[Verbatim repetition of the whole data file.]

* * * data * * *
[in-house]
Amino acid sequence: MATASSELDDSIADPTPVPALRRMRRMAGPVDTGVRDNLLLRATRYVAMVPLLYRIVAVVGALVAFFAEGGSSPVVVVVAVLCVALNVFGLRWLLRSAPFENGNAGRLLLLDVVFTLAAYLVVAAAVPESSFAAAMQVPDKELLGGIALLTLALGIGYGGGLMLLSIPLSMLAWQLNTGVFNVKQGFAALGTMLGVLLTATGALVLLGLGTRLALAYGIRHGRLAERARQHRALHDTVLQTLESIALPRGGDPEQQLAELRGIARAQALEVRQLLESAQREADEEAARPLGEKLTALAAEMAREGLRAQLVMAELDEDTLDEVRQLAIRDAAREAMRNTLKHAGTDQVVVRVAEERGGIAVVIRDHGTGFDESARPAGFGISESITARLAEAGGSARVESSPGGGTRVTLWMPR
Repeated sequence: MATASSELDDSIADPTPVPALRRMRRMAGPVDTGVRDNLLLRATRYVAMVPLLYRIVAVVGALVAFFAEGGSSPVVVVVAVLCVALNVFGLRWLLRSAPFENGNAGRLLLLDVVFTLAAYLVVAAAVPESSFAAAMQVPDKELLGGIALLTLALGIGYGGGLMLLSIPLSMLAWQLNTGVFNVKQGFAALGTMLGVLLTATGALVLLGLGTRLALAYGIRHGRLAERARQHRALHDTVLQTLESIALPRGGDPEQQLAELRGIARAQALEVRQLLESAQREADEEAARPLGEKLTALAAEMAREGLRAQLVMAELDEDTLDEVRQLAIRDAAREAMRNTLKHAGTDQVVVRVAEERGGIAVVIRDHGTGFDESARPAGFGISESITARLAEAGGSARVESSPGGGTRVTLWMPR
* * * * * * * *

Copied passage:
[in-house]
Amino acid sequence: MATASSELDDSIADPTPVPALRRMRRMAGPVDTGVRDNLLLRATRYVAMVPLLYRIVAVVGALVAFFAEGGSSPVVVVVAVLCVALNVFGLRWLLRSAPFENGNAGRLLLLDVVFTLAAYLVVAAAVPESSFAAAMQVPDKELLGGIALLTLALGIGYGGGLMLLSIPLSMLAWQLNTGVFNVKQGFAALGTMLGVLLTATGALVLLGLGTRLALAYGIRHGRLAERARQHRALHDTVLQTLESIALPRGGDPEQQLAELRGIARAQALEVRQLLESAQREADEEAARPLGEKLTALAAEMAREGLRAQLVMAELDEDTLDEVRQLAIRDAAREAMRNTLKHAGTDQVVVRVAEERGGIAVVIRDHGTGFDESARPAGFGISESITARLAEAGGSARVESSPGGGTRVTLWMPR
Repeated sequence: MATASSELDDSIADPTPVPALRRMRRMAGPVDTGVRDNLLLRATRYVAMVPLLYRIVAVVGALVAFFAEGGSSPVVVVVAVLCVALNVFGLRWLLRSAPFENGNAGRLLLLDVVFTLAAYLVVAAAVPESSFAAAMQVPDKELLGGIALLTLALGIGYGGGLMLLSIPLSMLAWQLNTGVFNVKQGFAALGTMLGVLLTATGALVLLGLGTRLALAYGIRHGRLAERARQHRALHDTVLQTLESIALPRGGDPEQQLAELRGIARAQALEVRQLLESAQREADEEAARPLGEKLTALAAEMAREGLRAQLVMAELDEDTLDEVRQLAIRDAAREAMRNTLKHAGTDQVVVRVAEERGGIAVVIRDHGTGFDESARPAGFGISESITARLAEAGGSARVESSPGGGTRVTLWMPR